These are effective at keeping air out, but some models are hard to clean after and during use. Look for versions that can be disassembled for cleaning. It is common for lacto-fermented products to “surge” with fluid 2 to 4 days after the process starts. These types of locks often lack capacity deal with any surge so any fluid that rises from the top can spill over the top of the lid. This doesn’t affect fermentation, but you will want to be sure you have a plate or towel underneath to catch extra fluid. This can happen with any type of lock, but it seems easier with integrated caps.
The quality of caps with integrated locks varies tremendously by type and manufacturer. The rule “you get what you pay for” probably applies here. Some lids are little more than nipples for baby bottles or simple flaps. These may not be adequate for longer ferments like sauerkraut, but they are probably better than not using any lock.
Weighted Lids With Liquid Rims
Some crocks have weighted lids that fit into a groove along the rim. This rim is filled with saline water. You may encounter lids for jars that use this principle. The container and the lid are designed to work together. While this works, we have observed kahm yeast growing in the rim and on the surface of the brine. We had had more failures with this system than others. These are usually found on larger containers like sauerkraut crocks. If you use these, be sure to fill the container fully and use a weight to keep the cabbage submerged fully. Make sure the brine in the groove is sufficiently saline.
Having problems fermenting?
Consult this source for information on fermentation problems.
Preserved lemons are common in north African and southeast Asian cuisines. Anything that could benefit from fresh lemon flavor and salt, can usually benefit from adding preserved lemons. Try them with eggs or roast for a nice treat.
Oranges or limes may be substituted, but note that limes will not retain a green color.
- 5 to 7 fresh lemons
- 2 oz pure kosher or canning salt by weight, divided
- Dried spices to taste (optional)
- 1 pint mason jar with lid
- Wash lemons well to remove dirt. Cut a small amount (1/8 – 1/4 inch) from the stem end. From stem end, cut 3 to 5 lemons into quarters. Juice remaining lemons.
- Sprinkle approximately 1/3 of the salt over the bottom of the jar. Working over a bowl or cutting board, pack 4 quarters of lemon (1 entire lemon) into the jar. Sprinkle another 1/3 of the salt over the first lemon. Pack another quartered lemon into the jar and sprinkle remaining salt over lemons. Continue to add quartered lemon slices until jar is full to within 1/2 inch of the top.
- Fill jar with lemon juice to 1/2 inch of the top. Screw on lid fingertip tight. Shake vigorously for 30 seconds. If necessary, top off jar with lemon juice to 1/2 inch of the top.
- Place jar in a dark, cool storage area for 2 weeks, shaking daily until salt dissolves and shaking occasionally thereafter. After 2 weeks, the preserved lemons are ready to use.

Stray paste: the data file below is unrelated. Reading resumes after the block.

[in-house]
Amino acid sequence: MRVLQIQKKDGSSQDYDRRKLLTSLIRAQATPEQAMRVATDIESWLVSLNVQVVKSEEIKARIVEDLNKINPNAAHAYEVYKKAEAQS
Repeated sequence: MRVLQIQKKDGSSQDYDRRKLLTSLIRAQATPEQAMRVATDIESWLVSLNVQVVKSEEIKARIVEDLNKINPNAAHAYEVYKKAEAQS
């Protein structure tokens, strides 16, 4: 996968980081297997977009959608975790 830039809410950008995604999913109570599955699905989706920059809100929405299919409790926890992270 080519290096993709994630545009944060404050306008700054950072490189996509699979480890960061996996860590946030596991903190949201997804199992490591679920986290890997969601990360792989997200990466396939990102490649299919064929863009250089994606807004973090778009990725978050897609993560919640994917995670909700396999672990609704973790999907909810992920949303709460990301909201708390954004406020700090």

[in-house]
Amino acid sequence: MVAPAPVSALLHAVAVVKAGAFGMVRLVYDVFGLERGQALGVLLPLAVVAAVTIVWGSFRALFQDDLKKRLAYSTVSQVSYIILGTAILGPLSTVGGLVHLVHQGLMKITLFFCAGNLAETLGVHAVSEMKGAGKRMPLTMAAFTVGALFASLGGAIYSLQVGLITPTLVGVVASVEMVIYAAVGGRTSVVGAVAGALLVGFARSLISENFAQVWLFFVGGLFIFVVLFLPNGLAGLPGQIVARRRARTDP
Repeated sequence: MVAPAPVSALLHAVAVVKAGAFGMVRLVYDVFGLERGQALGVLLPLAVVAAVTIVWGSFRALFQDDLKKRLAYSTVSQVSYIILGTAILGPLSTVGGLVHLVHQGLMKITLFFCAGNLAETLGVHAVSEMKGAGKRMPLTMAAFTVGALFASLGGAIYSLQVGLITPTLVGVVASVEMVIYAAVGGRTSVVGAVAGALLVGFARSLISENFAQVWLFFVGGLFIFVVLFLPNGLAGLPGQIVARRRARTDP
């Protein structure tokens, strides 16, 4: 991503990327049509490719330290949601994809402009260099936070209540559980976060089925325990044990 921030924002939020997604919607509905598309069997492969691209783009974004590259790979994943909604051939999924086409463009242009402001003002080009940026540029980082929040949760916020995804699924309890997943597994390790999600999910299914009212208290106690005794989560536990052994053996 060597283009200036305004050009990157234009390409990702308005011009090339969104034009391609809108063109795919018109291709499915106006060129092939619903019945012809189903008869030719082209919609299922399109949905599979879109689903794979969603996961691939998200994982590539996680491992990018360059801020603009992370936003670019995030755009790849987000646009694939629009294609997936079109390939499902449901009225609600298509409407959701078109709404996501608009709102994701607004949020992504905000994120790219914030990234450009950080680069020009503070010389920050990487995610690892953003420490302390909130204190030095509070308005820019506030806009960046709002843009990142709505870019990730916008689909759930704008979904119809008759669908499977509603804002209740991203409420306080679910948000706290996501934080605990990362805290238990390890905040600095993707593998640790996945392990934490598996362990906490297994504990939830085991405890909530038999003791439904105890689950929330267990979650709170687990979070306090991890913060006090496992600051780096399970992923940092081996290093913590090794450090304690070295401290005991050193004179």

- For best flavor, store in the refrigerator and use within 6 months.
Naturally Leavened Bread
Many breads are produced through fermentation. Fermentation by yeasts is used to leaven loaves so they rise, and sourdoughs also utilize bacteria to acidify dough to add that characteristic sour flavor.
Yeast breads typically use commercially prepared baker's yeast (Saccharomyces cerevisiae) added to the dough and allowed to rise before baking. Yeast convert sugars in the dough to alcohol and carbon dioxide. Yeast bread recipes are numerous and easy to find on the Internet and present little food safety risk after baking.
Sourdough breads are leavened with wild yeast and also contain bacteria that acidify dough adding their characteristic sour punch. Again, recipes are easy to find.
Bakers who make sourdough breads maintain a starter that keeps the microorganisms alive between batches. Most bakers obtain starter from a fellow baker. Since sourdough starter is alive, there is a small risk of things going wrong, including a starter getting contaminated. Colorado State Extension has some information on maintaining a starter safely.
Adjusting Yeast Bread Recipes for High Altitude
The Owens Valley is high enough in elevation to affect most baking recipes. Residents even higher in places like Mammoth Lakes or Lee Vining are affected even more strongly. Generally speaking rising is more "potent" than at lower elevations. Colorado State Extension offers this advice:
High altitude has its most pronounced effect on the rising time of bread. The shortened rise period can interfere with flavor development, thus less yeast may be used or the dough may be punched down, allowed to rise a second time, and punched down again before molding into loaves or rolls. Watch carefully to prevent over-rising. Allow dough to rise until just double in bulk, as over-proofing can result in a heavy, dry loaf or misshapen or collapsed loaf.
Flours tend to be drier and thus able to absorb more liquid in high, dry climates. Therefore, less flour or possibly additional liquid may be needed to moisten the dough to the proper consistency.
It's hard to quantify exactly how you may need to alter a recipe or rising time for each location. The best solution is to make a good estimate and see how it works. Keep notes in a journal. After a few tries, you will better understand how dough behaves in your location.